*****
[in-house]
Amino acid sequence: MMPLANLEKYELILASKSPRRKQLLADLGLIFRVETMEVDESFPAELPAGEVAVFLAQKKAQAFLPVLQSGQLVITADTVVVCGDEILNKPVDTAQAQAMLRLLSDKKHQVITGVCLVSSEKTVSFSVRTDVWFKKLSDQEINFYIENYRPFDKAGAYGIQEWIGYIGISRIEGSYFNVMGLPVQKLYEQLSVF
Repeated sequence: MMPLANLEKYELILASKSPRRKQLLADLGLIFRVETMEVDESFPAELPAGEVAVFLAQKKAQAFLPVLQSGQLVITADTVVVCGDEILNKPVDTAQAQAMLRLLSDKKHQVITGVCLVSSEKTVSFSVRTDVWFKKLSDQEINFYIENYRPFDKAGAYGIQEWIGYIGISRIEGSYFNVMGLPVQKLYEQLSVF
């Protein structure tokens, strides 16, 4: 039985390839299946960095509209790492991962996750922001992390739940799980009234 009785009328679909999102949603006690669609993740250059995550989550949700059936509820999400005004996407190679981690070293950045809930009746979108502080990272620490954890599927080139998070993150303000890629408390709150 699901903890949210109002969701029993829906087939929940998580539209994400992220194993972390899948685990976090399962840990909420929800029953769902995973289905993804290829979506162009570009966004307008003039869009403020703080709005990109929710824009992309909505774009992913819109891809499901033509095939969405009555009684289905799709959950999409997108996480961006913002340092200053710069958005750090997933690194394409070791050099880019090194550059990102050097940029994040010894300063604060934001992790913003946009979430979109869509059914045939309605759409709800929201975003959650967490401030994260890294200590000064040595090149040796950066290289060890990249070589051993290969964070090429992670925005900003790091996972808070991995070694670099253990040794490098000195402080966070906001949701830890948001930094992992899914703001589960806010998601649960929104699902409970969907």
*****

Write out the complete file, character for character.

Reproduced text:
[in-house]
Amino acid sequence: MMPLANLEKYELILASKSPRRKQLLADLGLIFRVETMEVDESFPAELPAGEVAVFLAQKKAQAFLPVLQSGQLVITADTVVVCGDEILNKPVDTAQAQAMLRLLSDKKHQVITGVCLVSSEKTVSFSVRTDVWFKKLSDQEINFYIENYRPFDKAGAYGIQEWIGYIGISRIEGSYFNVMGLPVQKLYEQLSVF
Repeated sequence: MMPLANLEKYELILASKSPRRKQLLADLGLIFRVETMEVDESFPAELPAGEVAVFLAQKKAQAFLPVLQSGQLVITADTVVVCGDEILNKPVDTAQAQAMLRLLSDKKHQVITGVCLVSSEKTVSFSVRTDVWFKKLSDQEINFYIENYRPFDKAGAYGIQEWIGYIGISRIEGSYFNVMGLPVQKLYEQLSVF
């Protein structure tokens, strides 16, 4: 039985390839299946960095509209790492991962996750922001992390739940799980009234 009785009328679909999102949603006690669609993740250059995550989550949700059936509820999400005004996407190679981690070293950045809930009746979108502080990272620490954890599927080139998070993150303000890629408390709150 699901903890949210109002969701029993829906087939929940998580539209994400992220194993972390899948685990976090399962840990909420929800029953769902995973289905993804290829979506162009570009966004307008003039869009403020703080709005990109929710824009992309909505774009992913819109891809499901033509095939969405009555009684289905799709959950999409997108996480961006913002340092200053710069958005750090997933690194394409070791050099880019090194550059990102050097940029994040010894300063604060934001992790913003946009979430979109869509059914045939309605759409709800929201975003959650967490401030994260890294200590000064040595090149040796950066290289060890990249070589051993290969964070090429992670925005900003790091996972808070991995070694670099253990040794490098000195402080966070906001949701830890948001930094992992899914703001589960806010998601649960929104699902409970969907």